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Lewis : perpetuus

perpetuus, perpĕtŭus, a, um, adj. (comp. perpetuior, Cato ap. Prisc. p. 601 P.; sup. perpetuissimus, id. ib.) [peto], continuing throughout, continuous, unbroken, uninterrupted; constant, universal, general, entire, whole, perpetual (syn.: continuus, assiduus): sulcos perpetuos ducere, Cato, R. R. 33: quin aedes totae perpetuae ruant, Plaut. Most. 1, 2, 67: agmen, Cic. Pis. 22, 51: munitiones, Caes. B. C. 3, 44: palus, id. B. G. 7, 26: milites disposuit perpetuis vigiliisque stationibusque, id. B. C. 1, 21: perpetuis soliti patres considere mensis, Verg. A. 7, 176: vescitur Aeneas ... perpetui tergo bovis, id. ib. 8, 182: Apenninus perpetuis jugis ab Alpibus tendens ad Siculum fretum, Plin. 3, 5, 7, § 48: tractus, id. 6, 20, 23, § 73: oratio perpetua (opp. altercatio), Cic. Att. 1, 16, 8; cf. Liv. 4, 6: disputatio, Cic. de Or. 2, 4, 16; id. Top. 26, 97: quaestiones perpetuae hoc adulescente constitutae sunt, a standing commission, a permanent tribunal for criminal investigation, id. Brut. 27, 105: perpetua historia, a continuous or general history, id. Fam. 5, 12, 2: colere te usque perpetuom diem, Plaut. Most. 3, 2, 78: diem perpetuum in laetitiā degere, this whole day, Ter. Ad. 4, 1, 5: triduum, id. ib. 4, 1, 4: biennium, id. Hec. 1, 2, 12: ignis Vestae perpetuus ac sempiternus, Cic. Cat. 4, 9, 18: lex perpetua et aeterna, id. N. D. 1, 15, 40: stellarum perennes cursus atque perpetui, id. ib. 2, 21, 55. stabilis et perpetua permansio, id. Inv. 2, 54, 164: voluntas mea perpetua et constans in rem publicam, id. Phil. 13, 6, 13: formido, Verg. E. 4, 14: assidua et perpetua cura, Cic. Fam. 6, 13, 2: perpetui scrinia Sili, of the immortal Silius, Mart. 6, 64, 10.—As subst.: perpĕtŭum, i, n., the abiding, permanent (opp. temporale), Lact. 2, 8, 68.—Hence: in perpetuum (sc. tempus), for all time, forever, in perpetuity, constantly: mulier repperit odium ocius Suā inmunditiā, quam in perpetuom ut placeat munditia sua. Plaut. Stich. 5, 5, 6: serva tibi in perpetuom amicum me, id. Capt. 2, 3, 81: in perpetuum comprimi, Cic. Cat. 1, 12, 30; id. Agr. 2, 21, 55: obtinere aliquid in perpetuum, id. Rosc. Am. 48, 139: non in perpetuum irascetur, Vulg. Psa. 102, 9 et saep.—So, in perpetuum modum = perpetuo, Plaut. Most. 3, 1, 5.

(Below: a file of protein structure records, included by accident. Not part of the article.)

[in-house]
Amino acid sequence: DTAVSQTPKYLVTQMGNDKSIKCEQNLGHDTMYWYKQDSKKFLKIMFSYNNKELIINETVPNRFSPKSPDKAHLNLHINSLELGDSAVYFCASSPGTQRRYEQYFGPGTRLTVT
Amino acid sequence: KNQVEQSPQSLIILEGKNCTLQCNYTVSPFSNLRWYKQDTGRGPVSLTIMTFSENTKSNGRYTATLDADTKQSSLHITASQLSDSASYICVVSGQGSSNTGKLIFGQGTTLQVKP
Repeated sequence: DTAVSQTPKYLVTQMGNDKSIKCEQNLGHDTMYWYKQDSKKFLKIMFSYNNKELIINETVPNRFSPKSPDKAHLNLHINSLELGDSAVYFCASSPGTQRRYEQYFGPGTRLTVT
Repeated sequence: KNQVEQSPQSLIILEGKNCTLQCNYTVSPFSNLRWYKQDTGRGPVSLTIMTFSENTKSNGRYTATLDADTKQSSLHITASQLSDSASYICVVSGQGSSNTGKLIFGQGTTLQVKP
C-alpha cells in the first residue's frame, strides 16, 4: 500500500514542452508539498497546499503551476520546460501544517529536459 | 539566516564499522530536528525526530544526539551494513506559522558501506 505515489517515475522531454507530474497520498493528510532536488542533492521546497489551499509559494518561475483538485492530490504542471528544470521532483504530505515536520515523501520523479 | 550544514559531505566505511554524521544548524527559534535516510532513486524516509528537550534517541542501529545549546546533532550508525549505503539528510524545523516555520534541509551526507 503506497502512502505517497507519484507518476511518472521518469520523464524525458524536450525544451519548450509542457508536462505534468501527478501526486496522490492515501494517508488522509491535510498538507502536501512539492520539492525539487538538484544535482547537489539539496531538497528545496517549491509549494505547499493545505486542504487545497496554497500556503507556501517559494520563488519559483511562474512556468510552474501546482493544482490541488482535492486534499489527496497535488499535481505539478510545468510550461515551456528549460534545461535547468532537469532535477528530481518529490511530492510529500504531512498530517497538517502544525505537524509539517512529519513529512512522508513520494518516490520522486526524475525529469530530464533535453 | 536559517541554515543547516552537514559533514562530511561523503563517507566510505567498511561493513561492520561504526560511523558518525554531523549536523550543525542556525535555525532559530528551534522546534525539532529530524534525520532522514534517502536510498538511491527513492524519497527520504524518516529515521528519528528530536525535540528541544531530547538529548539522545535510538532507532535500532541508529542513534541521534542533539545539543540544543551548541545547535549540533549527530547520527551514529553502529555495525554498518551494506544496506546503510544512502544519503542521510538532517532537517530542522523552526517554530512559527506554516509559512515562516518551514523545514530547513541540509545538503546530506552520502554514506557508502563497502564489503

In partic. That holds constantly and universally, universal, general: perpetui juris et universi generis quaestio, Cic. de Or. 2, 33, 141: nec arbitror perpetuum quicquam in hoc praecipi posse, Plin. 17, 2, 2, § 19: ne id quidem perpetuum est, does not always hold good, Cels. 2, 10: illud in quo quasi certamen est controversiae ... id ita dici placet, ut traducatur ad perpetuam quaestionem, to a general principle, Cic. Or. 36, 126.

In augury: perpetua fulmina, perpetual lighlnings, i. e. whose prognostics refer to one's whole life, Sen. Q. N. 2, 47, 1.

In gram.: perpetuus modus, the infinitive mood, Diom. p. 331 P. —Hence, adv., in three forms, perpetuo (class.), perpetuum (poet.), and perpetue (late Lat.). perpĕtŭō, constantly, uninterruptedly, perpetually, always, forever, utterly, hopelessly: perpetuon' valuisti? Plaut. Ep. 1, 1, 15: metuo ne technae meae perpetuo perierint, id. Most. 3, 1, 23: dico ut perpetuo pereas, id. Pers. 2, 4, 10; so, perpetuo perire, Ter. Eun. 5, 8, 13: opinionem retinere, Cic. Agr. 3, 1, 2: loquens, id. Ac. 2, 19, 63: sub imperio esse, Caes. B. G. 1, 31; Ov. M. 10, 97.

perpĕtŭum, constantly, uninterruptedly, perpetually: uti, Stat. S. 1, 1, 99.

perpĕtŭē, constantly, Cassiod. in Psa. 62, 4.